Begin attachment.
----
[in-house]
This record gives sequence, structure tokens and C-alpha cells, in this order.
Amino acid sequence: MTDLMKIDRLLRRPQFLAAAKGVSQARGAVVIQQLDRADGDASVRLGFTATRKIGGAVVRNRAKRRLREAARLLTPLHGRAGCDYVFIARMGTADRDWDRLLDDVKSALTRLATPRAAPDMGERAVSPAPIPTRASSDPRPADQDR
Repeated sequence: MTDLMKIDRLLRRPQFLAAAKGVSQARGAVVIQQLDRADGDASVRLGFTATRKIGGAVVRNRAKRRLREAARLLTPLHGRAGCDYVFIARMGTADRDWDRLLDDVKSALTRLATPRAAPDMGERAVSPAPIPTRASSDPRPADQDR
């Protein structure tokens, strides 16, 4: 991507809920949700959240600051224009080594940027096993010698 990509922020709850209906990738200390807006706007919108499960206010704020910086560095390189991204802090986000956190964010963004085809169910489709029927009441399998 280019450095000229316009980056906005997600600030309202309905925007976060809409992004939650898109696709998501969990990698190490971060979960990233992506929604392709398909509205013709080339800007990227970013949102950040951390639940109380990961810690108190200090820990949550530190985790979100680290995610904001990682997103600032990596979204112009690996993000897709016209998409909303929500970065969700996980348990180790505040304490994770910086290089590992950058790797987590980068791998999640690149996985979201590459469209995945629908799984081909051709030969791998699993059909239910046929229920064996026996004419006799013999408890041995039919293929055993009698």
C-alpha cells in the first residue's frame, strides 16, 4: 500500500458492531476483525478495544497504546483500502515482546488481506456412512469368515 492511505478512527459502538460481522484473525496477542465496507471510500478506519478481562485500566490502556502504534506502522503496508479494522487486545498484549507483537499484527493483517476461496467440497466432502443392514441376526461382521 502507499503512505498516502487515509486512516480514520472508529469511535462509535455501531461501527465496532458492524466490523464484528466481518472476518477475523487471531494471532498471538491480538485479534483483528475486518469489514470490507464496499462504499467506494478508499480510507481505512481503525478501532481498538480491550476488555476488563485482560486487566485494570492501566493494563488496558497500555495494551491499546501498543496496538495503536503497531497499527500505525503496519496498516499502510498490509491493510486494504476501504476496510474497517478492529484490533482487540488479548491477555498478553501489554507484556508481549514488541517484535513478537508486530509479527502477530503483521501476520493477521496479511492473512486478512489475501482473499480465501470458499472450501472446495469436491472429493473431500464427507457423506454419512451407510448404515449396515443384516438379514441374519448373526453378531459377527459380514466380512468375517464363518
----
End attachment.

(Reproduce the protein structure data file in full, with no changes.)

[in-house]
This record gives sequence, structure tokens and C-alpha cells, in this order.
Amino acid sequence: MTDLMKIDRLLRRPQFLAAAKGVSQARGAVVIQQLDRADGDASVRLGFTATRKIGGAVVRNRAKRRLREAARLLTPLHGRAGCDYVFIARMGTADRDWDRLLDDVKSALTRLATPRAAPDMGERAVSPAPIPTRASSDPRPADQDR
Repeated sequence: MTDLMKIDRLLRRPQFLAAAKGVSQARGAVVIQQLDRADGDASVRLGFTATRKIGGAVVRNRAKRRLREAARLLTPLHGRAGCDYVFIARMGTADRDWDRLLDDVKSALTRLATPRAAPDMGERAVSPAPIPTRASSDPRPADQDR
């Protein structure tokens, strides 16, 4: 991507809920949700959240600051224009080594940027096993010698 990509922020709850209906990738200390807006706007919108499960206010704020910086560095390189991204802090986000956190964010963004085809169910489709029927009441399998 280019450095000229316009980056906005997600600030309202309905925007976060809409992004939650898109696709998501969990990698190490971060979960990233992506929604392709398909509205013709080339800007990227970013949102950040951390639940109380990961810690108190200090820990949550530190985790979100680290995610904001990682997103600032990596979204112009690996993000897709016209998409909303929500970065969700996980348990180790505040304490994770910086290089590992950058790797987590980068791998999640690149996985979201590459469209995945629908799984081909051709030969791998699993059909239910046929229920064996026996004419006799013999408890041995039919293929055993009698």
C-alpha cells in the first residue's frame, strides 16, 4: 500500500458492531476483525478495544497504546483500502515482546488481506456412512469368515 492511505478512527459502538460481522484473525496477542465496507471510500478506519478481562485500566490502556502504534506502522503496508479494522487486545498484549507483537499484527493483517476461496467440497466432502443392514441376526461382521 502507499503512505498516502487515509486512516480514520472508529469511535462509535455501531461501527465496532458492524466490523464484528466481518472476518477475523487471531494471532498471538491480538485479534483483528475486518469489514470490507464496499462504499467506494478508499480510507481505512481503525478501532481498538480491550476488555476488563485482560486487566485494570492501566493494563488496558497500555495494551491499546501498543496496538495503536503497531497499527500505525503496519496498516499502510498490509491493510486494504476501504476496510474497517478492529484490533482487540488479548491477555498478553501489554507484556508481549514488541517484535513478537508486530509479527502477530503483521501476520493477521496479511492473512486478512489475501482473499480465501470458499472450501472446495469436491472429493473431500464427507457423506454419512451407510448404515449396515443384516438379514441374519448373526453378531459377527459380514466380512468375517464363518